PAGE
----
This month has been a blur of moderating panel sessions, attending events and taking part in awards ceremonies. It’s a miracle I’ve managed to squeeze in any writing between all those enjoyable in-person sessions! The month kicked off with my latest networking event where we discussed if sustainability would be the death of the global asset manager. The following evening was the Aviva Investors Sustainability Media awards and I was delighted to be shortlisted for Freelancer of the Year. The week after I chaired AXA Investment’s media discussion on “What next for DB pension schemes?”. My latest feature for MandateWire examined how asset owners can be responsible stewards as metals come into high demand. In the third week I chaired a fireside chat with three CIOs at Aimse Europe’s conference. The following day I hosted a roundtable event at the Private & Public Pensions Summit. That evening I was absolutely delighted to win the 2023 State Street Institutional ESG Press Award. Lastly my latest piece for Professional Adviser asked if decarbonisation, demographics and deglobalisation mean investment will be very different over the next decade. What a month!

Will sustainability be the death of the global asset manager?

More than 40 people turned up at the Betsey Trotwood to debate whether sustainability will be the death of the global asset manager. Three insightful panellists discussed why responsible investment was becoming politicised. We examined whether split voting could help asset managers to side-step some of these issues and talked about the implications for their business models. As usual, the audience asked great questions, keeping the panellists on their toes! I feel happy to have created a space the industry can come together to talk openly these important topics. I have exciting new plans for these events in 2024 so stay tuned and get in touch if you would like to come.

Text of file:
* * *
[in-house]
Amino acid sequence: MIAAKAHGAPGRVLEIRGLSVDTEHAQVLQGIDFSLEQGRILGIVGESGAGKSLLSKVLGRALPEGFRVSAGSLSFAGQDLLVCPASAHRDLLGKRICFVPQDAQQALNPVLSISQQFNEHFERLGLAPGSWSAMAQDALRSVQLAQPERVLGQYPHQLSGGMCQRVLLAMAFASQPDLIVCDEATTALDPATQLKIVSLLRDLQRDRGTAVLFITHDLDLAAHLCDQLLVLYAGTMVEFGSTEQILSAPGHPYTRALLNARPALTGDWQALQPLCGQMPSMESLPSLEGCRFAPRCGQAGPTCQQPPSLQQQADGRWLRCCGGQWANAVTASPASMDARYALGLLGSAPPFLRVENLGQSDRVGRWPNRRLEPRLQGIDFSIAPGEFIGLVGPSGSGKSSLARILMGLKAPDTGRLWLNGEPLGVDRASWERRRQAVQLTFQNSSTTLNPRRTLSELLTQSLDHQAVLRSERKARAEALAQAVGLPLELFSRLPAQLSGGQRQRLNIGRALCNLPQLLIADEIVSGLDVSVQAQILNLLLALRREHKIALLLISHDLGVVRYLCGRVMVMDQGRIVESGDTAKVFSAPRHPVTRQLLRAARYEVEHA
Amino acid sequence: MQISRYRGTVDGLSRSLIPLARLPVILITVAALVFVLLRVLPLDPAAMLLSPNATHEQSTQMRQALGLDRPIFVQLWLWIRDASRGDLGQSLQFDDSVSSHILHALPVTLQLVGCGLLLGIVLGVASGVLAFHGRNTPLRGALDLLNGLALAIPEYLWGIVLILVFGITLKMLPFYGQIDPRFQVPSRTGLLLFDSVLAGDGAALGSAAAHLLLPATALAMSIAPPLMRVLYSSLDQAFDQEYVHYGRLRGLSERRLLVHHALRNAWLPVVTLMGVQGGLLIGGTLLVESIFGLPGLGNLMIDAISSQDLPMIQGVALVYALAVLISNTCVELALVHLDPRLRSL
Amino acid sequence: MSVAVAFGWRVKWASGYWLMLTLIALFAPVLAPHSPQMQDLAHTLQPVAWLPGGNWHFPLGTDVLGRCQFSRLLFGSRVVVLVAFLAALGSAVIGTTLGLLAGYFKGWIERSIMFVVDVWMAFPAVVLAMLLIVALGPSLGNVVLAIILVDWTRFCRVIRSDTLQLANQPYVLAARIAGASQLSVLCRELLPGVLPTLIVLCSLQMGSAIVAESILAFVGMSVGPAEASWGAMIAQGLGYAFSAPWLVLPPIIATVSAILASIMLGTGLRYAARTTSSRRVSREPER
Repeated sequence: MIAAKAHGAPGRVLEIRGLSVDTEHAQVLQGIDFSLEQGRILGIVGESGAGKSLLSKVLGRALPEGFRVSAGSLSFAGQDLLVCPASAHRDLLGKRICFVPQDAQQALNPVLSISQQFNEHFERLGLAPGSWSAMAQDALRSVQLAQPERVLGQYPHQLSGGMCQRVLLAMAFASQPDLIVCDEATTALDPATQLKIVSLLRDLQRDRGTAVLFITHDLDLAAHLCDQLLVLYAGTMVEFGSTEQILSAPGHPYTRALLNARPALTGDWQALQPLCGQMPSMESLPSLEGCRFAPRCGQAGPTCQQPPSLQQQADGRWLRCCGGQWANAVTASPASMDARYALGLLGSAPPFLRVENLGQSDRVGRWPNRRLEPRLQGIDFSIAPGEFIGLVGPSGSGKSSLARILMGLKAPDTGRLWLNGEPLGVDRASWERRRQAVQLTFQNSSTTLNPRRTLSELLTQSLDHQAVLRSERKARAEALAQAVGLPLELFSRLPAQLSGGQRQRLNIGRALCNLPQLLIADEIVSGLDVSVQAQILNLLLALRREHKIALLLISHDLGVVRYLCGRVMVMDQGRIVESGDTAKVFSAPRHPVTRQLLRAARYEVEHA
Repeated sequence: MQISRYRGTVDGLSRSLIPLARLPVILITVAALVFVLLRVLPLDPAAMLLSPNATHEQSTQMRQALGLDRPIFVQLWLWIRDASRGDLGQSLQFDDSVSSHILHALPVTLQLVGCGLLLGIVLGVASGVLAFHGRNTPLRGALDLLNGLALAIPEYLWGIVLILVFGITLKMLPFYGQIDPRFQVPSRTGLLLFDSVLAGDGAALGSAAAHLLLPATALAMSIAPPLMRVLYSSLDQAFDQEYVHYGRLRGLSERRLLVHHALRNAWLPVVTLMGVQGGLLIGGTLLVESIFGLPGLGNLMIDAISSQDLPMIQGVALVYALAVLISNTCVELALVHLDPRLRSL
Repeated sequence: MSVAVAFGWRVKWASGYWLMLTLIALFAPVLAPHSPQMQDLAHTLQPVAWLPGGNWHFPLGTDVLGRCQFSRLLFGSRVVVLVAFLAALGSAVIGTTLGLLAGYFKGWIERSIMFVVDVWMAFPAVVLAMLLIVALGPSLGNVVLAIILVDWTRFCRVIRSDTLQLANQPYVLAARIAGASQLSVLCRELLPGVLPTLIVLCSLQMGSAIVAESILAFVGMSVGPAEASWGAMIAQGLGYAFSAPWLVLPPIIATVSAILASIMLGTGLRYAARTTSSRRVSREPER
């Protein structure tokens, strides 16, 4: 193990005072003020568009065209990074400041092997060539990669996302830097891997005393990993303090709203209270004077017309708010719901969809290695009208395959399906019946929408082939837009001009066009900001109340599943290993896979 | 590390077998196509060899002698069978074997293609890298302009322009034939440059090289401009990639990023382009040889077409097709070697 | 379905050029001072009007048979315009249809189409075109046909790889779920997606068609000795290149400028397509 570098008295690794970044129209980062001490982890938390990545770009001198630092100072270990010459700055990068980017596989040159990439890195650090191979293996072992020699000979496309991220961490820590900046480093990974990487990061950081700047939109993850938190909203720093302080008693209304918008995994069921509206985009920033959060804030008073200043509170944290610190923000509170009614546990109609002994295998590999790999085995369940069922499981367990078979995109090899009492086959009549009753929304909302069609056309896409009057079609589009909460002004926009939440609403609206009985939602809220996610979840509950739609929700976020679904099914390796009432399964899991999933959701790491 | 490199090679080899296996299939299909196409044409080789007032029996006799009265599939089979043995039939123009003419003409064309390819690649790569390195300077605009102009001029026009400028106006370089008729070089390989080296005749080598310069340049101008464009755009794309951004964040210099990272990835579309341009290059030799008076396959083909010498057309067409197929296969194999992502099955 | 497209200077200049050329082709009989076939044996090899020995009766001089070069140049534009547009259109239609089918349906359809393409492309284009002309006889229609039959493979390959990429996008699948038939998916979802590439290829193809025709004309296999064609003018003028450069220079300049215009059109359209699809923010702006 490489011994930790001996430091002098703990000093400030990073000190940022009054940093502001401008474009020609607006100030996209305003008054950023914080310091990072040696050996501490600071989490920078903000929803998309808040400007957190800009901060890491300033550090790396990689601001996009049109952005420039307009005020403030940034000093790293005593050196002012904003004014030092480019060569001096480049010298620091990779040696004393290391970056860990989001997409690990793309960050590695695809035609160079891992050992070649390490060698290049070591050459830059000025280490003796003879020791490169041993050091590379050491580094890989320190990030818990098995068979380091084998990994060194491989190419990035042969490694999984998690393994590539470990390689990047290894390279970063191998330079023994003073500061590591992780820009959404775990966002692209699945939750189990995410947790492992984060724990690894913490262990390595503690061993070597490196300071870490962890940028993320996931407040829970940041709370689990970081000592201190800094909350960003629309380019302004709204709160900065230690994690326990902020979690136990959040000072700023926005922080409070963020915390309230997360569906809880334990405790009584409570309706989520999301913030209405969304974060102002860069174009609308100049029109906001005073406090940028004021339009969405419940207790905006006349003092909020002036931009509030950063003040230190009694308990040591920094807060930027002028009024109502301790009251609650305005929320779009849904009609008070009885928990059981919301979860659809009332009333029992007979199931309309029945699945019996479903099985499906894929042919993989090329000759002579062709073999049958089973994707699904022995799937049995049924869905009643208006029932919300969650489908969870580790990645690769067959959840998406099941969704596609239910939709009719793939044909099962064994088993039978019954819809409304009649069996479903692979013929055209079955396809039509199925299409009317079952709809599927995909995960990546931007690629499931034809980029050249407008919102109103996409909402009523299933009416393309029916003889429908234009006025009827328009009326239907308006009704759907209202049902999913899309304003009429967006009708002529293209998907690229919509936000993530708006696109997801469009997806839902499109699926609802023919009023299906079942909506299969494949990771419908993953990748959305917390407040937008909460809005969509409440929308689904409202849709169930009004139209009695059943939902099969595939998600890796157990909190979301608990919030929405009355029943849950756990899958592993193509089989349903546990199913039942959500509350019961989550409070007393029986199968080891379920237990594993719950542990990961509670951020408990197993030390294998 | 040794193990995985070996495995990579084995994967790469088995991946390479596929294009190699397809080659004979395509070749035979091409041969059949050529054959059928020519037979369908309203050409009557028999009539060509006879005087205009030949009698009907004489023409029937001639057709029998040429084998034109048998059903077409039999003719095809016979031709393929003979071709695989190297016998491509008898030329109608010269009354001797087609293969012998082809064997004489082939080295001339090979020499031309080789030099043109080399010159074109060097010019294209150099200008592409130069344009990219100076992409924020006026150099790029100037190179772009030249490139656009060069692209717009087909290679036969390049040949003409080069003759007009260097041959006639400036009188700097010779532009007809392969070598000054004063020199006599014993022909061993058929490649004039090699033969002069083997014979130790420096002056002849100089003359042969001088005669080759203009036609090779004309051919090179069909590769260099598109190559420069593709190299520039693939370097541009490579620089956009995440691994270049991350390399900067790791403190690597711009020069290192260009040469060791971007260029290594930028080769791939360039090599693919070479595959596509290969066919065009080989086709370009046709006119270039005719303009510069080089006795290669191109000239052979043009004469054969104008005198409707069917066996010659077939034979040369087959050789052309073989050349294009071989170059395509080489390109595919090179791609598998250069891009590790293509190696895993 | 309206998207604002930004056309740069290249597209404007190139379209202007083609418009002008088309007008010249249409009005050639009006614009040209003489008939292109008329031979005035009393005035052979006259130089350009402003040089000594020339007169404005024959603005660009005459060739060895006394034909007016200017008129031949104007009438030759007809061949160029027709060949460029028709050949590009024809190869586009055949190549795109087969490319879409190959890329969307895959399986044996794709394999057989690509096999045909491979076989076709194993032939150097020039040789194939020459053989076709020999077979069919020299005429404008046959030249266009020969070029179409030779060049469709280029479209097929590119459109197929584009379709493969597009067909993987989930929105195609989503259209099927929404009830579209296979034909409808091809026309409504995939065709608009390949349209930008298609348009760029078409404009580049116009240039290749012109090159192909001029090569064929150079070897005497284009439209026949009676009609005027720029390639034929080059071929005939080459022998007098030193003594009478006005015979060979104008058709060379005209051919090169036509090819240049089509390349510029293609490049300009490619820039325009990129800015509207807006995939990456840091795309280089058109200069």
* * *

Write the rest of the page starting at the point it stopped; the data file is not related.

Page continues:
Shortlisted for Freelancer of the Year at Aviva Investors’ Sustainability Media Awards

One of the benefits of being a freelancer is you get to carve out of a niche. My chosen specialty is how market structures, financial market movements and regulations influence how different institutions can invest sustainably. It is vital we understand these factors if we want to maximise how the £3trn in UK pension funds can be harnessed to create positive change. In my opinion, there is too much media focus on individual issues such as climate or social factors and not enough on the nitty gritty of what investors can and cannot achieve. I was delighted to have been shortlisted for this award based on three articles which took a deep dive in the factors shaping how pension schemes allocate sustainably.

What next for DB pension schemes?

After a tumultuous year it was good to chair AXA Investment Managers media discussion examining what is next for DB pension schemes. I had a great panel of made up of investment consultants, a professional trustee and a fund manager who shared their insights on the state of the buyout market, what it would it take to get closed schemes to take on more risk, the future of DC investment strategy and how investors should use fixed income.

Green transition presents quandary for commodity investors